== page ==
Few business owners can survive a year with no income, but 60 or so Canadian resort and outfitter operators who suffered that fate and lived to tell the tale are exhibiting this weekend at the Discover Boating Northwest Sportshow, which ends its four-day run Sunday at the Minneapolis Convention Center.
“We did have a few Canadian tourists stay with us in 2020, in a couple of our cabins,” said Gail Hockett, who with her husband, Steve, owns Witch Bay Camp on the Ontario side of Lake of the Woods. “But except for those, we had no guests and no business.”
Hockett is among Canadian resort and outfitter owners at the Northwest Sportshow who are attempting to regain the American sporting clientele they served before the pandemic’s onset in 2020.
Understandably cautious about traveling during COVID-19, Americans who in some cases had journeyed for decades to Ontario and Manitoba to fish for walleyes, lake trout, bass and muskies stayed home in droves during the pandemic.
The Canadian government didn’t give them much choice. It shuttered that nation’s U.S. border in 2020, before opening it piecemeal with vaccination and other requirements that were finally lifted last fall.
Now, for the first summer since 2019, Americans can cross into Canada without being vaccinated for COVID-19, without registering their travel intentions beforehand on a Canadian government website, and without proving they are virus-free.
So, back to “normal”?
Not for everyone.
Some Canadian outfitters and resort owners didn’t survive the pandemic and resulting border mayhem.
“We had over 200 members before the pandemic, and now we have 165,” said Gerry Cariou, executive director of the Ontario Sunset Country Travel Association, a northwest Ontario tourism marketing organization. “Cash flow going from 100 percent to zero will impact any business.”
Canadian outfits in the same long-term ownership had the best chance to withstand the downturn, Cariou said.
The Hocketts are one example. They’ve owned Witch Bay Camp 31 years and enjoy a loyal clientele from Minnesota and other states as far away as Texas. The camp requires only small deposits to hold reservations, and most of its clientele didn’t ask for their deposits to be returned when Canada shut down.
“Ninety percent of our guests didn’t ask for their deposits back,” Hockett said. “Most said just leave it there because they wanted a spot reserved for when they could come back.”
The deposits benefited the camp two ways, Hockett said. They provided some cash flow during the shutdown, and their small size won’t encumber the business disproportionately this year, as the Hocketts again welcome American guests, some of whom will be credited deposits dating to 2019.
Unlike Witch Bay Camp, which can be reached by vehicle, KaBeeLo Lodge and hundreds of other Ontario and Manitoba resorts and outfitters serve a fly-in clientele, either exclusively or primarily.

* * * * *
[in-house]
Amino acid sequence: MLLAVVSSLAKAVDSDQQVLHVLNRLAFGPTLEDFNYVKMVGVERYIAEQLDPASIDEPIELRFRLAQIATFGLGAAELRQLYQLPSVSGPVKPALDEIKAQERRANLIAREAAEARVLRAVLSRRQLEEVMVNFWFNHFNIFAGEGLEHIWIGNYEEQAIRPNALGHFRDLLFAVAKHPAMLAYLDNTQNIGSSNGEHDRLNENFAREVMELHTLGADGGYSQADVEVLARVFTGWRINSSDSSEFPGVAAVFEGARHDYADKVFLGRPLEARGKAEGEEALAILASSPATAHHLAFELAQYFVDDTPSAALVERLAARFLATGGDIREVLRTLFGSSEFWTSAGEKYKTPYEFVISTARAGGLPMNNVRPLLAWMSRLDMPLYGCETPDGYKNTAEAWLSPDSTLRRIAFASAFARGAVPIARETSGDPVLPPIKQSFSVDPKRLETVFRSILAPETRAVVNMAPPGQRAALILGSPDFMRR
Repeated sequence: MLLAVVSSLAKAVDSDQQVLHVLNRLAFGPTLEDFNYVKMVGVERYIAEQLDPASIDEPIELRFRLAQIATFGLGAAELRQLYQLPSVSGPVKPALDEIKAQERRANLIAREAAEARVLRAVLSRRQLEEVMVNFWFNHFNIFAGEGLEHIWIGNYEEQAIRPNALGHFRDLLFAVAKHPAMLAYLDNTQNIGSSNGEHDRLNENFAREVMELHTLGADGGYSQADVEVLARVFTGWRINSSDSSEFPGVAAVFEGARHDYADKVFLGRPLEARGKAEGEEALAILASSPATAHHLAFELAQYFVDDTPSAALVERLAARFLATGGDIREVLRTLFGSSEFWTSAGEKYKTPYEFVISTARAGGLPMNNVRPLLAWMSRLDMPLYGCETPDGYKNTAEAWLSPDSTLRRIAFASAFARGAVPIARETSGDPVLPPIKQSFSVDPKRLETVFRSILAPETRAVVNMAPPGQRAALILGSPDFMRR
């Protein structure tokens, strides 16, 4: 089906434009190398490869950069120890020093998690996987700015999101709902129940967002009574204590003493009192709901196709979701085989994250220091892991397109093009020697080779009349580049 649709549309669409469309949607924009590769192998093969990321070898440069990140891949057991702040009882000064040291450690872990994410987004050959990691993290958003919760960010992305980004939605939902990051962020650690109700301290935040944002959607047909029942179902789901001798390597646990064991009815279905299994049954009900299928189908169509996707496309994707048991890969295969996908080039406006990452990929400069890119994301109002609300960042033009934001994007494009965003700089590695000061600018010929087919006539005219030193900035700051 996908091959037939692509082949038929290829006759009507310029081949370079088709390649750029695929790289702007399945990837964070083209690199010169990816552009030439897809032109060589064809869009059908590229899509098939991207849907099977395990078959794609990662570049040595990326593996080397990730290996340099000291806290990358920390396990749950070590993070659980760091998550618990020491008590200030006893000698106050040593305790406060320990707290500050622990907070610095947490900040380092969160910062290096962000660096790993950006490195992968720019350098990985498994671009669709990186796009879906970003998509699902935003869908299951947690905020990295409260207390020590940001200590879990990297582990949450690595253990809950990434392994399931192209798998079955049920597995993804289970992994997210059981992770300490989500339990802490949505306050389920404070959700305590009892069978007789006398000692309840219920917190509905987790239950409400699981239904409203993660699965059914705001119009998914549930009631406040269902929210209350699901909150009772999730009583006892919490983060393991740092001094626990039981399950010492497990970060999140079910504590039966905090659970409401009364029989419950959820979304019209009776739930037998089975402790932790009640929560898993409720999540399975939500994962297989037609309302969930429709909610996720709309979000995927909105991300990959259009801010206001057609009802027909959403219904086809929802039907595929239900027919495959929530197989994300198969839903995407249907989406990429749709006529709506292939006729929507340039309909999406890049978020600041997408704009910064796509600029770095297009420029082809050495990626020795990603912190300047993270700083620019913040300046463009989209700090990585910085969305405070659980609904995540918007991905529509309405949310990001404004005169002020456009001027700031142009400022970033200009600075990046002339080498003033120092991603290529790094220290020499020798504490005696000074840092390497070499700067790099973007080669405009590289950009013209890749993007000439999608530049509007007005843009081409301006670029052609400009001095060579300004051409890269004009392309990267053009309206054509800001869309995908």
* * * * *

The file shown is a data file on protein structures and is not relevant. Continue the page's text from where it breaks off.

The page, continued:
KaBeeLo was purchased by Ann and Harald Lohn of Prior Lake in 1983. Still active in the business, in 2015 they sold the lodge’s base-camp operation on Ontario’s Confederation Lake (about a five-hour drive from International Falls), together with its 13 fly-in outpost cabins, to their son and daughter-in-law, Erik and Allysson Lohn.
Costs associated with the lodge’s turbo Beaver floatplanes provided unique financial challenges during the shutdown.
“Whether you fly airplanes or not, they have to be stored safely and inspected regularly,” Harald Lohn said. “You also have to insure them whether you’re flying them or not.”
Last summer, Canada dropped its COVID testing requirements for Americans traveling north, but still required visitors to be vaccinated. As a result, some Americans who otherwise would have traveled north, but who were unvaccinated, canceled or postponed their trips.
Additionally, many American groups that had individual members who were unvaccinated canceled the entire group’s outings.
Added to this for many Canadian operators in 2022 were the usual — and unusual — hassles that accompany running businesses whose prime attribute is their remote location.
“Last spring, we had extremely high water everywhere, and a lot of outfitters lost their docks,” Lohn said. “We lost docks at every one of our outpost cabins. By the time we got supplies and staff in place to fix everything, it was mid-June. That, together with the loss of customers who couldn’t come across the border because they weren’t vaccinated — it all impacted business.”
Fortunately, Hockett, Lohn and other Manitoba and Ontario outfitters, including Eddie Showalter of Showalter’s Fly-In Outposts of Ear Falls, Ontario, and Eric Brown of Totem Lodges on the Canadian side of Lake of the Woods, said interest has been strong among Americans this spring in returning to Canada.
“We lost about 300 clients last year when the vaccination requirement was in effect, but we were able to replace most of them with other fishermen and moose hunters,” Showalter said. “This year, response has been great at all of the shows we’ve done. Americans want to come back to Canada.”
Brown’s Totem Lodges operates three resorts on Lake of the Woods and six cabins on islands on the Canadian side of that giant lake.
“Our bookings for this summer are way up,” Brown said. “The border is open again, and response we’ve had at the five sport shows we’ve been to has been very positive.”
Cariou, of the Ontario Sunset Country Travel Association, agreed, saying his group showcased at five sport shows in Duluth, Madison, Wis., and Chicago this spring, before appearing this weekend at the Minneapolis Convention Center.
“Last year at the same shows we had some less-than-pleasant interactions with some Americans because Canada still had some of its border restrictions in place,” Cariou said. “This year by contrast has been very positive. People love to fish, and they love the wilderness settings we have in Canada. They’ve missed it, and they’re eager to return.”